article

Fuelling the future of the UK flavour industry

Posted: 18 December 2020 | | No comments yet

The UK Flavour Association explains the dynamic roles available in the flavour sector, how companies can attract new talent and the future of the flavour sector.

women technologists tasting ice cream

Food and Drink is the UK’s biggest manufacturing sector, employing more than 430,000 people and generating a turnover of over £105 billion.1 This equates to 20 percent of total UK manufacturing, making it larger than automotive and aerospace combined.1 The UK flavour industry plays a significant role in delivering the food and drink products that consumers know and love. It is an exciting and dynamic industry to be a part of, but sourcing the right people and skills is crucial to help it evolve for continued success.

Roles within the flavour industry

Researcher

There are varying sizes and types of flavour businesses that operate in the UK. Some are large and are part of huge global brands, however, the majority of flavour houses are small and medium sized enterprises (SMEs).

Within this context, the UK flavour industry offers a wide range of career prospects. At the initial stages of the creative process, innovation is a key function, with around 10 percent of industry turnover invested in research & development.2 Other important roles are that of purchasing and sourcing, where scouting out new flavour trends and raw ingredients is part of the everyday job. Flavourists and application chefs focus on creating and adapting flavourings and testing them in end products to determine how they will impact taste and sensory enjoyment of the final product. There are also interesting opportunities at the end of the flavour cycle, including roles in manufacturing, regulation, QA/QC, marketing and sales.

The skills required to start a career in flavours are not as specific as you might first think. Many flavour houses look for personal attributes, more than traditional skills, like a willingness to learn and grow with a business but, “mostly to love food, how it’s experienced and how it’s made, and what contribution you can see yourself making”, as Steve Morgan, Managing Director at Synergy Flavours, says.

“More than many other industries, the flavour industry is built on the passion and creativity of the individuals within it,” he adds.

Attracting new talent

Because the UK flavour industry is so dynamic, there is a broad spectrum of roles and opportunities that can appeal to a variety of people with varying skill sets – but how does the flavour industry attract new talent?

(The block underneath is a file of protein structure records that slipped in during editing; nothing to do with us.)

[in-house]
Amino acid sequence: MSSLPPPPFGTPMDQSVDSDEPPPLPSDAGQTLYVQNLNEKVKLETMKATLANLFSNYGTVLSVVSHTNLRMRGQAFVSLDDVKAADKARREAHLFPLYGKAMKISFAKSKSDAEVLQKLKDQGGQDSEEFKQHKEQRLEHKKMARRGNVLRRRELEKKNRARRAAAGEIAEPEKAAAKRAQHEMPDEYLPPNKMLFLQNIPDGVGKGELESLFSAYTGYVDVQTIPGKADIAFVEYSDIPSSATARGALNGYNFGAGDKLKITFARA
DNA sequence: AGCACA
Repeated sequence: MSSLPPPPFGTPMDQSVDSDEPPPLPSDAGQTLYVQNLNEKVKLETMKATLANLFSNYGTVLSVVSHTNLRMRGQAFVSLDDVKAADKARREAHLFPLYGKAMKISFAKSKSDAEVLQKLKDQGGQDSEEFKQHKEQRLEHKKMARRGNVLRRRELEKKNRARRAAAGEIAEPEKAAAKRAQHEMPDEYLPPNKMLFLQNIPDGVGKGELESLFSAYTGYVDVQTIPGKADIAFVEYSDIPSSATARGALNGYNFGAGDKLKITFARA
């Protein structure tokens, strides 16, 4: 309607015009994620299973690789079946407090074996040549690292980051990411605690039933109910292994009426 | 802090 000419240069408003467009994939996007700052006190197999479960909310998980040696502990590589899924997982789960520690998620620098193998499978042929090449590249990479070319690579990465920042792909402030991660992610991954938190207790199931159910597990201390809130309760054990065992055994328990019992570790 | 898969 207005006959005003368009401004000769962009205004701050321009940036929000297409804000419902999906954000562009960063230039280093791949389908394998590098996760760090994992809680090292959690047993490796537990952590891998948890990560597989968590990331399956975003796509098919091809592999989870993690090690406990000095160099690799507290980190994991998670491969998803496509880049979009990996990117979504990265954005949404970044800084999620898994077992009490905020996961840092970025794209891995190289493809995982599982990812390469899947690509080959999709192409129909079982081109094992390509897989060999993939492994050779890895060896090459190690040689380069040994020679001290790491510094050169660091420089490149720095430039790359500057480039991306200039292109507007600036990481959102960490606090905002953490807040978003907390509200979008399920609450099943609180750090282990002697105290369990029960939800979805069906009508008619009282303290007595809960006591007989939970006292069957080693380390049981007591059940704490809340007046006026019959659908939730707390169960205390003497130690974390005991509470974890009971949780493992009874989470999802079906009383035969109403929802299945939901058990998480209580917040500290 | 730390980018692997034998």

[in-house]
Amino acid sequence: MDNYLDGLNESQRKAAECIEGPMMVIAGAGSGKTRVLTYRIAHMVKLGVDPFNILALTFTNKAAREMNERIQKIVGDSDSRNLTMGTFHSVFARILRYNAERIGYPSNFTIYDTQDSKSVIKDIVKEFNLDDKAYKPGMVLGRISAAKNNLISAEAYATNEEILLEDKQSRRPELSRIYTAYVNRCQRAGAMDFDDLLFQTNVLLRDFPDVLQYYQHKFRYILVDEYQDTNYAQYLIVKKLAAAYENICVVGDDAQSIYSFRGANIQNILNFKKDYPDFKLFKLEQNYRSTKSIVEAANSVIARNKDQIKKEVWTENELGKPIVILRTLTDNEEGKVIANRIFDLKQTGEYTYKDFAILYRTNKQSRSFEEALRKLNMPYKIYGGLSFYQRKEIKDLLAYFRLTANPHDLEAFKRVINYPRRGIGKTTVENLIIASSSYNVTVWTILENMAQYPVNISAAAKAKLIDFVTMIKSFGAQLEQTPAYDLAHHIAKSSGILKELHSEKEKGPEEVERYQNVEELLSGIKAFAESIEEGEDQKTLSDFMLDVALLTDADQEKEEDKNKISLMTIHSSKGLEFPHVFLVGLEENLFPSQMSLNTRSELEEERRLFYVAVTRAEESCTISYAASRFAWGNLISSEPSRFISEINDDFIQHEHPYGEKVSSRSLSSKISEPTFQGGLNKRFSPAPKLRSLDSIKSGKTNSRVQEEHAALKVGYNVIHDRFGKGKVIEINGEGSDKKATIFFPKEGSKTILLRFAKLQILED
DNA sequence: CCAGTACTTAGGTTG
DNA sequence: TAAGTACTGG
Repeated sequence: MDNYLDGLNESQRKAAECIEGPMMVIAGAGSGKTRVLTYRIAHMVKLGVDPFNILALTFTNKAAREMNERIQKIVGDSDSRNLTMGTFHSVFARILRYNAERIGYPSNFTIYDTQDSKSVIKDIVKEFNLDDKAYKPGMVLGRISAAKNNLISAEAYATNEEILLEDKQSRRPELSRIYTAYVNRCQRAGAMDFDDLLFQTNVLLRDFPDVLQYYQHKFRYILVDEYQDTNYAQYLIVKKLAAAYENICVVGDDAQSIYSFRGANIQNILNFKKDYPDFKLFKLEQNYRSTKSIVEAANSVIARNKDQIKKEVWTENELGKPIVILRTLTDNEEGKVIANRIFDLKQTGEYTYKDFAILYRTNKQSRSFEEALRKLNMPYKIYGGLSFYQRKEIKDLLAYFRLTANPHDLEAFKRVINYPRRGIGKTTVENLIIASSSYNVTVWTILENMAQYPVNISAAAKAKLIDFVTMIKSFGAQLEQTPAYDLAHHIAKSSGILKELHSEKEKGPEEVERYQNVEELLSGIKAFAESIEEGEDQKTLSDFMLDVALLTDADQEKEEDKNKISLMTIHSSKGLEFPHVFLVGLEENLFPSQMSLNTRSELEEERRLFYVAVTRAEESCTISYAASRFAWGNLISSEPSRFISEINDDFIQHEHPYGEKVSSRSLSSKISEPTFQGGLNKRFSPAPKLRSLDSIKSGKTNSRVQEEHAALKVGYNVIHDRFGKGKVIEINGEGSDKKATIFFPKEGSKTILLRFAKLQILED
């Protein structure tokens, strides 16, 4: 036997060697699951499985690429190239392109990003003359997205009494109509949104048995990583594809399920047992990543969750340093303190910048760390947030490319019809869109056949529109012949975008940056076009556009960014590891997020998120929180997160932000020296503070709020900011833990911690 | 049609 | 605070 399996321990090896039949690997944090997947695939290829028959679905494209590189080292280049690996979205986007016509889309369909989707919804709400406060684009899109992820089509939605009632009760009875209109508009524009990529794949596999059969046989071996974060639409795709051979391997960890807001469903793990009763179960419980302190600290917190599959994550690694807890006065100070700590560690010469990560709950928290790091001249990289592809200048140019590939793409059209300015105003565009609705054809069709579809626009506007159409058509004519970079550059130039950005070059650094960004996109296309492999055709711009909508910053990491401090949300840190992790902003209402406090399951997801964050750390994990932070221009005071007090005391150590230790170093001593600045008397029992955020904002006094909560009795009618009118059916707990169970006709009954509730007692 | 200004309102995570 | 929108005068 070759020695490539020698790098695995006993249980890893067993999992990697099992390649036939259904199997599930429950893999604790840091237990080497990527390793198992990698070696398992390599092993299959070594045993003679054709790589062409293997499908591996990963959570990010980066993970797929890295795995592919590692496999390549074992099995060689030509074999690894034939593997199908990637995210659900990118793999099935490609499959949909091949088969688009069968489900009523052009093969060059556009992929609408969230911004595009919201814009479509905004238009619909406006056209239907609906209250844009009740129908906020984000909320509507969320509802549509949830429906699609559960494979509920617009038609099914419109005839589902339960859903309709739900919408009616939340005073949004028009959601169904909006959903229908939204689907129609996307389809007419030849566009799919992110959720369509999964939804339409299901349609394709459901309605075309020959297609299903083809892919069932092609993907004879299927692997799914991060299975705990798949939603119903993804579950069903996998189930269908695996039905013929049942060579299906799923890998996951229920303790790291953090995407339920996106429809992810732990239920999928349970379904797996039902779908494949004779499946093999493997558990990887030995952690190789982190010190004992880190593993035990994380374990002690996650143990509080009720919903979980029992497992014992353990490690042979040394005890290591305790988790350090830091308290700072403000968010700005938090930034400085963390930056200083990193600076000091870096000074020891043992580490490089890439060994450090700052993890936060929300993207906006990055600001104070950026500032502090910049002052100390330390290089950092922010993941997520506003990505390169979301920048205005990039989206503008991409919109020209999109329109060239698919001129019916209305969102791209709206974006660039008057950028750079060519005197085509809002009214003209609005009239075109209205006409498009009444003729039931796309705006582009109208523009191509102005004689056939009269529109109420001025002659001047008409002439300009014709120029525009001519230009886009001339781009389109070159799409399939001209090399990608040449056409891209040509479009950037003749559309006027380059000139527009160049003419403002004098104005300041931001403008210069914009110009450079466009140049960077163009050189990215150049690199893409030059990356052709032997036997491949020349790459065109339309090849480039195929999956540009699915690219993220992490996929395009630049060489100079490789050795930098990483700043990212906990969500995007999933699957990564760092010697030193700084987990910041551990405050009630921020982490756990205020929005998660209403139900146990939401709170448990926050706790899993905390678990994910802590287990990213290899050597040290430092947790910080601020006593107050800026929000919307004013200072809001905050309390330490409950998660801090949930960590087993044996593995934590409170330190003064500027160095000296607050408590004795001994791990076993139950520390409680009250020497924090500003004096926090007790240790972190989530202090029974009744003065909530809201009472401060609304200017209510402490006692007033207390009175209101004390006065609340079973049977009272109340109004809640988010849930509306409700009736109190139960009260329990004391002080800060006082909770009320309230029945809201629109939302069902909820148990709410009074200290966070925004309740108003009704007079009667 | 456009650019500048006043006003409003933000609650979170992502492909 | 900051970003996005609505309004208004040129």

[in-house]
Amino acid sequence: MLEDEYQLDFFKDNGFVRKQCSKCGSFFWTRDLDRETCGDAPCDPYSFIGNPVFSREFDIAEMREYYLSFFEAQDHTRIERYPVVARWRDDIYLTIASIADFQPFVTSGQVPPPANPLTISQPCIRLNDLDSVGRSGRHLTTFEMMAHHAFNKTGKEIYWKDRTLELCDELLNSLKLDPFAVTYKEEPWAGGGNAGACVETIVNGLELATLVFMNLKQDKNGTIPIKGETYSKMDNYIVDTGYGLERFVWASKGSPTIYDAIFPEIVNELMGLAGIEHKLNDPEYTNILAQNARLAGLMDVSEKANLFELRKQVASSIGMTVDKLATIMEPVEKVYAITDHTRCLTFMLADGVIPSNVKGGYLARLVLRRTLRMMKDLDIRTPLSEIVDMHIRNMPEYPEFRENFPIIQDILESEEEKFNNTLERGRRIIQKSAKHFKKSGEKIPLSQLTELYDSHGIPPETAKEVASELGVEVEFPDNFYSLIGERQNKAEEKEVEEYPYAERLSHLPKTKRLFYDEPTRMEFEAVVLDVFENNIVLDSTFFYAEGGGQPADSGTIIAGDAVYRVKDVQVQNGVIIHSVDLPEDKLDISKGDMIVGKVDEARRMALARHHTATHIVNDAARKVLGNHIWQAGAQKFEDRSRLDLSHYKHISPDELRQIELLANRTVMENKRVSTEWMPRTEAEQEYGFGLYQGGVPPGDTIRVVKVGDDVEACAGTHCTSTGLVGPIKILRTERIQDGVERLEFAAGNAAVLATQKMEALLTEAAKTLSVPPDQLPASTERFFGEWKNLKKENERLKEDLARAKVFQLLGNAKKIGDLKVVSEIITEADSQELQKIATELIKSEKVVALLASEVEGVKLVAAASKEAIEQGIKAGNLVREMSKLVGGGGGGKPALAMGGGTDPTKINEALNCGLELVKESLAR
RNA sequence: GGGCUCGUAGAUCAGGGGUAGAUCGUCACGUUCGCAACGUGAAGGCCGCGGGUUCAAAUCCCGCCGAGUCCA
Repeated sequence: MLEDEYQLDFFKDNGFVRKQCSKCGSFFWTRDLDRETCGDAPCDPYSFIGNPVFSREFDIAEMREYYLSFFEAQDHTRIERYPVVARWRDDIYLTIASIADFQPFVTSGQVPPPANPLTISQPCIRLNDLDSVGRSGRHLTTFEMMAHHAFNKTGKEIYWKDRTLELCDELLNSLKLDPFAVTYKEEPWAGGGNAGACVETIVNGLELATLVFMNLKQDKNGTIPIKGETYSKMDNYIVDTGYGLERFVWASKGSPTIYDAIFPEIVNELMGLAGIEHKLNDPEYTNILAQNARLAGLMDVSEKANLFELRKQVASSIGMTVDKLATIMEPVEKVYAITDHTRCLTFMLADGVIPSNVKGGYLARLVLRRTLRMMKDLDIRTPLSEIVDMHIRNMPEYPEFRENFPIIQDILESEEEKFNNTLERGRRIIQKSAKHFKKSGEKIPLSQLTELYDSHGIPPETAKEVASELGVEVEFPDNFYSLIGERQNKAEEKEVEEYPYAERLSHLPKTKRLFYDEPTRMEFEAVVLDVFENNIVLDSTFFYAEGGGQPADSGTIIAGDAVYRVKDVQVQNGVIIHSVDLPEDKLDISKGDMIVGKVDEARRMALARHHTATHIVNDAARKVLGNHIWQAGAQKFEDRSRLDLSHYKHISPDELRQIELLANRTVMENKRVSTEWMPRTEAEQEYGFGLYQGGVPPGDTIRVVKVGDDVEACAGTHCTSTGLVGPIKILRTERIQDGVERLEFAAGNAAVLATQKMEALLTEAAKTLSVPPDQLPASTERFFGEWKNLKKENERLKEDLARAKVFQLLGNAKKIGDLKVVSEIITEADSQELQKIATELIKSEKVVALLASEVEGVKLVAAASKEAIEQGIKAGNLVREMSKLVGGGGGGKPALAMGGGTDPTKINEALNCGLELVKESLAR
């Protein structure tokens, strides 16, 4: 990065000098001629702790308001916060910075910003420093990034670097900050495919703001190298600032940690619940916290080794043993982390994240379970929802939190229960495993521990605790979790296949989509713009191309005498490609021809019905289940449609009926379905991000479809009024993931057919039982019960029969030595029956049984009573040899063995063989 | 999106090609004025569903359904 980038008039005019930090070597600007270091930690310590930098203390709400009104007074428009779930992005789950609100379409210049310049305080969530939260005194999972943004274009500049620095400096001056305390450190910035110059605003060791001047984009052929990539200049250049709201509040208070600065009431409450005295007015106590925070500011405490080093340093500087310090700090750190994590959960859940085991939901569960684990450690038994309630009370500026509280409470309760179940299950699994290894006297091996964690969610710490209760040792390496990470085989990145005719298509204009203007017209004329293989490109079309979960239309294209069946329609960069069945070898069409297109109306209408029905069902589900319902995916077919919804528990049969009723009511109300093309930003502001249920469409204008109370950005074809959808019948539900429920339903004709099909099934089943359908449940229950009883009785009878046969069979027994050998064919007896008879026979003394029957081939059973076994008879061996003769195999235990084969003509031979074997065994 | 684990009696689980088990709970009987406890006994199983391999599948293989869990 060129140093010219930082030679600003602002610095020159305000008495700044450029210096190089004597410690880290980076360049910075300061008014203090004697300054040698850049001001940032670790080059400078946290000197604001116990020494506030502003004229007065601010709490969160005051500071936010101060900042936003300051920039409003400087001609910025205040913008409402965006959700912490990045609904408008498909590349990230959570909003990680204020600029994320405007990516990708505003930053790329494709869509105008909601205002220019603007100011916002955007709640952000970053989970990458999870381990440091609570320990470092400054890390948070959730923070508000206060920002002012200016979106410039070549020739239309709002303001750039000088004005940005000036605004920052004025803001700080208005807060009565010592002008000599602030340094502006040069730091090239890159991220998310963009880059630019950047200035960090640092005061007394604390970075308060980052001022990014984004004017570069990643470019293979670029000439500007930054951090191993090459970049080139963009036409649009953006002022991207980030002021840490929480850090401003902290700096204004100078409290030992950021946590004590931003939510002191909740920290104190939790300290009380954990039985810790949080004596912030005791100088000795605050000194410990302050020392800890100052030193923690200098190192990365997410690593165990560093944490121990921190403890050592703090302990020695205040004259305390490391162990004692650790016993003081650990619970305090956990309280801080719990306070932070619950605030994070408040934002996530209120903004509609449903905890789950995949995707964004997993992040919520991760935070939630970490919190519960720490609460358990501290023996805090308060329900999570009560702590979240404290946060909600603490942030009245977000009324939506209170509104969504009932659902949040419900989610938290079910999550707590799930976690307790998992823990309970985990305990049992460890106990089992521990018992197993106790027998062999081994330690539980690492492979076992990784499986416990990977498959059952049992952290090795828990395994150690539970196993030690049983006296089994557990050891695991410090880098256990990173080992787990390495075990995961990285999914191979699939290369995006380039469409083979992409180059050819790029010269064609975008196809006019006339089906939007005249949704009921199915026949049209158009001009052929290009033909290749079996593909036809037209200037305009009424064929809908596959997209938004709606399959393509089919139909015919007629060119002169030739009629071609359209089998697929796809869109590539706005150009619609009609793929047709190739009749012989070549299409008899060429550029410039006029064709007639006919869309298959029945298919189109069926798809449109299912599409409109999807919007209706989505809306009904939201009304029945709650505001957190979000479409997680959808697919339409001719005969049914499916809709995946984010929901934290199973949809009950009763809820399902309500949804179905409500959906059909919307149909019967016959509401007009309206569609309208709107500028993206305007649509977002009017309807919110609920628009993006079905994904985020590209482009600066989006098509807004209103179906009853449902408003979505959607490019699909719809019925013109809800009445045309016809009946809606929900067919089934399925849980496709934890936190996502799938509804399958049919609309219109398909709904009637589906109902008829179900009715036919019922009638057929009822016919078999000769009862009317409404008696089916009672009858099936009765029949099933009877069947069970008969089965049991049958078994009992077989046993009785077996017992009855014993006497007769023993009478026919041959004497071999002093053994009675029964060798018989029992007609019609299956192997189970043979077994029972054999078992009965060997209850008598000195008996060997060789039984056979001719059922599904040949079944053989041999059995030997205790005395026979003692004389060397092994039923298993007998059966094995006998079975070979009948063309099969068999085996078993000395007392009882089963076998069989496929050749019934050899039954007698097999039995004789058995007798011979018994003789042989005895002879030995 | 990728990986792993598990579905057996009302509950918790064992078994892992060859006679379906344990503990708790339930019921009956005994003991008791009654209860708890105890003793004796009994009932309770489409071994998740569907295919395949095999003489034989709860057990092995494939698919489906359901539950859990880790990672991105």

James Smith, Managing Director at Kalsec Europe, describes some of the schemes they have in place to encourage people to get into the flavour industry: “We have recently used apprentice schemes in the UK and globally we have interns for placements and also help fund PhD scientist research work.”

He also adds, “Helping employees grow new skills and enhance their careers always motivates people and helps recruitment as well.”

woman in the labAlso helping attract new talent are the training courses that are run by Universities around the UK, which help to link students and flavour houses with each other. University undergraduate courses such as Chemistry, Biology and Food Science also act as feeders into the industry.

Janis Sinton, Managing Director of TasteTech, discusses how their links with local Universities have been beneficial: “We have an intern every year who comes from either Reading or Cardiff University from the food science department on a placement year. The first one we had has just come back to join us as a full-time employee, so that worked really well.”

Opportunities to further knowledge

Whether someone is just starting out their career in flavourings or are interested in furthering their experience in the industry, there are plenty of opportunities and training courses available throughout the UK. Both the University of Reading and the University of Nottingham offer Flavourist training courses, which help to provide postgraduates or flavour house employees with a deep understanding of flavours, their characteristics and their application.

Jane Parker, Associate Professor at the University of Reading, helps run a flavour training course. “This course provides a unique opportunity where delegates can spend three weeks learning how to create flavours guided by experts in the field,” he explains. “Many arrive with experience in flavour matching, but this course provides the tools and the confidence for them to develop their creativity – something that is essential for the development of flavourists of the future.”